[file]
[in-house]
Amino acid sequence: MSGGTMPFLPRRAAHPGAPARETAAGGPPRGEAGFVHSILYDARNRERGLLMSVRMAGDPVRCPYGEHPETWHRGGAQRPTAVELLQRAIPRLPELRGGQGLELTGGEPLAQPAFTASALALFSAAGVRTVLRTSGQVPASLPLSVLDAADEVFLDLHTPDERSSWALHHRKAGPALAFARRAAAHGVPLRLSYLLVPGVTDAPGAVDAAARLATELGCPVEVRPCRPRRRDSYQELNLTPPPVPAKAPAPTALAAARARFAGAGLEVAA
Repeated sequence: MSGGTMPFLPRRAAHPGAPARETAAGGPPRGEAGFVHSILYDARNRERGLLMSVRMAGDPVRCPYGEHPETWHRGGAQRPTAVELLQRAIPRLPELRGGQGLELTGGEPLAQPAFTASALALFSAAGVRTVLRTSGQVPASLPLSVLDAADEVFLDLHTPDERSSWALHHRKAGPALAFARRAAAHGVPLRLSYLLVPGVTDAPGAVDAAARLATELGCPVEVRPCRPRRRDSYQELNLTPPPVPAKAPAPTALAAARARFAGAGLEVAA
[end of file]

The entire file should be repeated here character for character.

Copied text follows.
[in-house]
Amino acid sequence: MSGGTMPFLPRRAAHPGAPARETAAGGPPRGEAGFVHSILYDARNRERGLLMSVRMAGDPVRCPYGEHPETWHRGGAQRPTAVELLQRAIPRLPELRGGQGLELTGGEPLAQPAFTASALALFSAAGVRTVLRTSGQVPASLPLSVLDAADEVFLDLHTPDERSSWALHHRKAGPALAFARRAAAHGVPLRLSYLLVPGVTDAPGAVDAAARLATELGCPVEVRPCRPRRRDSYQELNLTPPPVPAKAPAPTALAAARARFAGAGLEVAA
Repeated sequence: MSGGTMPFLPRRAAHPGAPARETAAGGPPRGEAGFVHSILYDARNRERGLLMSVRMAGDPVRCPYGEHPETWHRGGAQRPTAVELLQRAIPRLPELRGGQGLELTGGEPLAQPAFTASALALFSAAGVRTVLRTSGQVPASLPLSVLDAADEVFLDLHTPDERSSWALHHRKAGPALAFARRAAAHGVPLRLSYLLVPGVTDAPGAVDAAARLATELGCPVEVRPCRPRRRDSYQELNLTPPPVPAKAPAPTALAAARARFAGAGLEVAA